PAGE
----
SFU students design social media plan to help isolated Marpole seniors

Mar 08, 2013

The following article was published by The Vancouver Courier by Stanley Tromp, contributing writer.


Three students from SFU, Danielle Friesen (far left), Mohammad Nasiri and Joanna Kipp created a web out of yarn outside Marpole Library last week to raise awareness for Marpole Place Neighbourhood House web programs.
Photograph by: Dan Toulgoet , Vancouver Courier


A group of business students has created a social media plan to reduce the isolation of seniors living alone in Marpole.

Last week, the students designed a “web” of coloured yarn in front of Marpole library on Granville Street near 70th Avenue, to symbolize both physical community connections and the Internet’s interconnected web. Passersby wrote their names on papers hung onto the yarn while the students explained to them the purpose of Forever Connected, a plan started by the Marpole Place Neighbourhood House to reduce the isolation of the community’s seniors.

“Many people had heard of the neighbourhood house before and were interested in learning about more ways to get involved,” said the web’s creator, SFU business student Joanna Kipp. “The web looked so great that we ended up leaving it up. Despite the damp weather, it turned out to be a great success and is hopefully the first of many for Marpole Place.”

Kipp’s group members, who are all MBA students at SFU’s Beedie School of Business, include Danielle Friesen, Geordan Hankinson, Negar Hadavi, and Mohammad Nasiri. As part of their marketing and information systems classes, they were asked to design a social media strategy for a local nonprofit. They chose Marpole Place Neighbourhood House.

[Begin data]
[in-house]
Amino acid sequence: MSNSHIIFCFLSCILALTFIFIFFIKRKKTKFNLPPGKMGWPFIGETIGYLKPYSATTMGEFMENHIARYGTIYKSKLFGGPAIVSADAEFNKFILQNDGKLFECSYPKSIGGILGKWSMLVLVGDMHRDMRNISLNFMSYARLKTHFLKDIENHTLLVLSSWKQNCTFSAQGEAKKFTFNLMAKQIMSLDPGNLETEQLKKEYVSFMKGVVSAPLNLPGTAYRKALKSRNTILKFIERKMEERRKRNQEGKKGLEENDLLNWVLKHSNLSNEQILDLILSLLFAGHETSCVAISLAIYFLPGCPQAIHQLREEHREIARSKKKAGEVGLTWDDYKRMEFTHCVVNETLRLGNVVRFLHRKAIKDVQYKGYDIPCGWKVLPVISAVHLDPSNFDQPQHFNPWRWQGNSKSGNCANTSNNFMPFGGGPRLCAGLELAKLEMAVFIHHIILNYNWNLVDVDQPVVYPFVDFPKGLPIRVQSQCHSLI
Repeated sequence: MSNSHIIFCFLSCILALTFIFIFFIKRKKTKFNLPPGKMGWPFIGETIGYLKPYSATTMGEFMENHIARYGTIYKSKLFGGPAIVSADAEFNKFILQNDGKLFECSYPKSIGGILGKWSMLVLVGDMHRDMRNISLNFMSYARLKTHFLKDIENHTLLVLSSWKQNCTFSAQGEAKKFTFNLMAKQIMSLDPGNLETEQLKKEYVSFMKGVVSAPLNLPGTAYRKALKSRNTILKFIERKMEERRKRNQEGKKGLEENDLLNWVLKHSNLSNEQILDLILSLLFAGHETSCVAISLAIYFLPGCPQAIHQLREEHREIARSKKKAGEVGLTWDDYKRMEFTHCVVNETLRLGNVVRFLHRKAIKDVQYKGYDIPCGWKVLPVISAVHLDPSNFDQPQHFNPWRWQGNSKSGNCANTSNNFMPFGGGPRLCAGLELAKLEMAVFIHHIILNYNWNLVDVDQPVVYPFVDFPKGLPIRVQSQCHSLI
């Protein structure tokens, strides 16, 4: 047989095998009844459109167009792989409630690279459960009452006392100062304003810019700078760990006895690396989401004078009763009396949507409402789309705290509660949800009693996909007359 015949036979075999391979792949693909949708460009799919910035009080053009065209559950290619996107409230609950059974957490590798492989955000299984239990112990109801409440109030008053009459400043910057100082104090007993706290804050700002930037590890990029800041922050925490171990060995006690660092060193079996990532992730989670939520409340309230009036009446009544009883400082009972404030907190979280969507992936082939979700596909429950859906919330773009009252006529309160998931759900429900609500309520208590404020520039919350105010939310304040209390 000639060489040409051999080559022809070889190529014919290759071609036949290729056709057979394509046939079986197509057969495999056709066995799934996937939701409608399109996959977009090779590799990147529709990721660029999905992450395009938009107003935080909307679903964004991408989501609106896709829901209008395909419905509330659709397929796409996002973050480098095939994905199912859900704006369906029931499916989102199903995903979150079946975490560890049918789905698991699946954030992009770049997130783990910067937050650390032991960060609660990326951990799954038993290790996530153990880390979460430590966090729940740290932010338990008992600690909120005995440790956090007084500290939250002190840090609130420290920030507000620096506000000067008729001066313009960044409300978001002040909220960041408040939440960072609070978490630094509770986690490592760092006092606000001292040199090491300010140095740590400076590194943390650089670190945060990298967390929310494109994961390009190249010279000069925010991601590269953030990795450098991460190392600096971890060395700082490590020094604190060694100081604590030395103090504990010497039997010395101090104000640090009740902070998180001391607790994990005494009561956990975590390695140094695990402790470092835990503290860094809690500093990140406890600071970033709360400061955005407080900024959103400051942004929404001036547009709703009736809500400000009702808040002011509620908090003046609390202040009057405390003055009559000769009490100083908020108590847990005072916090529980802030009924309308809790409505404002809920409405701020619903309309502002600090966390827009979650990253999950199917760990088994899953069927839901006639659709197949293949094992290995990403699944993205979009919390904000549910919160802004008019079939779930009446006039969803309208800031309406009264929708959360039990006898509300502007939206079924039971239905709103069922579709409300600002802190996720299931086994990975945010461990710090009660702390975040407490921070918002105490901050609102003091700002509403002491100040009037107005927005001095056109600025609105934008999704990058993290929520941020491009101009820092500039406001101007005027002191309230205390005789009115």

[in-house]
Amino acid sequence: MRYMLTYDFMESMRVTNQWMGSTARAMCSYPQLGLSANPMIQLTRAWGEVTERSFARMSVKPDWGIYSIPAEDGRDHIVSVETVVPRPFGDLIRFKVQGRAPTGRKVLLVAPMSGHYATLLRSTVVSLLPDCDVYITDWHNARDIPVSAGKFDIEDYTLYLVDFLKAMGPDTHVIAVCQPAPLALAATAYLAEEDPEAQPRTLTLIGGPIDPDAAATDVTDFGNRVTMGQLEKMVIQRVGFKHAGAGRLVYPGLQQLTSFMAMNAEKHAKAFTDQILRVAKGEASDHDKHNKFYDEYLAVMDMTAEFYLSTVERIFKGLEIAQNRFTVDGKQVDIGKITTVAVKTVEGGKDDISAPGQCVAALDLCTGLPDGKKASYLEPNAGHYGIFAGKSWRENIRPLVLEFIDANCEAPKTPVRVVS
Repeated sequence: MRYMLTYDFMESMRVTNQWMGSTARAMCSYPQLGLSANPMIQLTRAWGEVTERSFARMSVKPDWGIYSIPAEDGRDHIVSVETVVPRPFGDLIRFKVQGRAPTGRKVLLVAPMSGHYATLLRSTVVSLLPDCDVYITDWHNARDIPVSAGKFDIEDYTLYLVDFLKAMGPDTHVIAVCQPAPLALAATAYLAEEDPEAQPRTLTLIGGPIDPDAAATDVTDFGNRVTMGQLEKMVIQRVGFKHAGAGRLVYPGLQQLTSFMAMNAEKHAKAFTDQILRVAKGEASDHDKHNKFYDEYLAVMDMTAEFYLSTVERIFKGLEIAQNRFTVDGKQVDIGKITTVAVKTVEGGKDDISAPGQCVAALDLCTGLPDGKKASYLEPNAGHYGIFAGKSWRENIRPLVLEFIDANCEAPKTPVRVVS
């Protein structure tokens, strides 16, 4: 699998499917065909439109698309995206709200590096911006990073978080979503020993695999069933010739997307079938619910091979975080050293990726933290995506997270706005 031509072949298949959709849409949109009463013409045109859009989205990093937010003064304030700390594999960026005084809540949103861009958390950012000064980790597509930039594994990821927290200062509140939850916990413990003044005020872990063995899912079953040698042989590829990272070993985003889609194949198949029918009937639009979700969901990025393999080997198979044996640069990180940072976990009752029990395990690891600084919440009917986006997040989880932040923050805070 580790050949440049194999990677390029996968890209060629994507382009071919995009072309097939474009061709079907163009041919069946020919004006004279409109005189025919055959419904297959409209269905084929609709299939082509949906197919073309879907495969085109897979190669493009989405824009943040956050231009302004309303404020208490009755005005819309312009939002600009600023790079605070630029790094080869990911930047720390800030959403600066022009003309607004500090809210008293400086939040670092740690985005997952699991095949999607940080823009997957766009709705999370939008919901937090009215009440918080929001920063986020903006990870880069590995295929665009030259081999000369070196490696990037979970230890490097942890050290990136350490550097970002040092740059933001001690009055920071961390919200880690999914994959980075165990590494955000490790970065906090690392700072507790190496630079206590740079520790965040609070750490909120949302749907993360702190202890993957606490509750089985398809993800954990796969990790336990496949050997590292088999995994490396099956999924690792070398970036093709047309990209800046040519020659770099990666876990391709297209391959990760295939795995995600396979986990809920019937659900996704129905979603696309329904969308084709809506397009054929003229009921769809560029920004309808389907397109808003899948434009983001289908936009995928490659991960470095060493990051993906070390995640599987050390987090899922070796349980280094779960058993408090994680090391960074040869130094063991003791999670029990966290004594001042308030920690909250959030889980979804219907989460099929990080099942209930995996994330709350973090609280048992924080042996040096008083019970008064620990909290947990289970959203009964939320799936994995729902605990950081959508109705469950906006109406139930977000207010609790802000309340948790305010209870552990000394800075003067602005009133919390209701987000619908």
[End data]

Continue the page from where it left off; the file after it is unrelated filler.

“We have done a lot of projects during our MBA, but I have to say that this has definitely been the most interesting and exciting one so far,” said Kipp.

Older people generally use social media less than do younger people, and some have no computer at home. “That was our challenge,” Kipp added. “If someone is isolated, they’ll likely not leave their house much, but they will know someone who does, and that person will come down the street, and also uses social media. So you can reach some people you couldn’t otherwise reach.”

She says that in future, seniors could find more companionship through online chat groups and forums. Some think that social media is so fast paced that it’s only suited for a younger generation, but Kipp says no one is too old to learn the online world. Two years ago her parents began texting and now do it all the time. Marpole Place also has computer skills workshops for seniors.

The Forever Connected Club is looking for volunteers over 55 who like people and to become a Forever Connected Volunteer Ambassador. The club provides opportunities for older adults to go on bus trips, be picked up for community meals, join in activities and make new friends. The project is funded in part by the Government of Canada’s New Horizons for Seniors Program. Call Marpole Place at 604-266-5301.

More information can be found at Marpole Place’s new blog at marpoleplacenh.blogspot.ca, its Facebook Marpole Place page and on Twitter at @MarpoleplaceNH.

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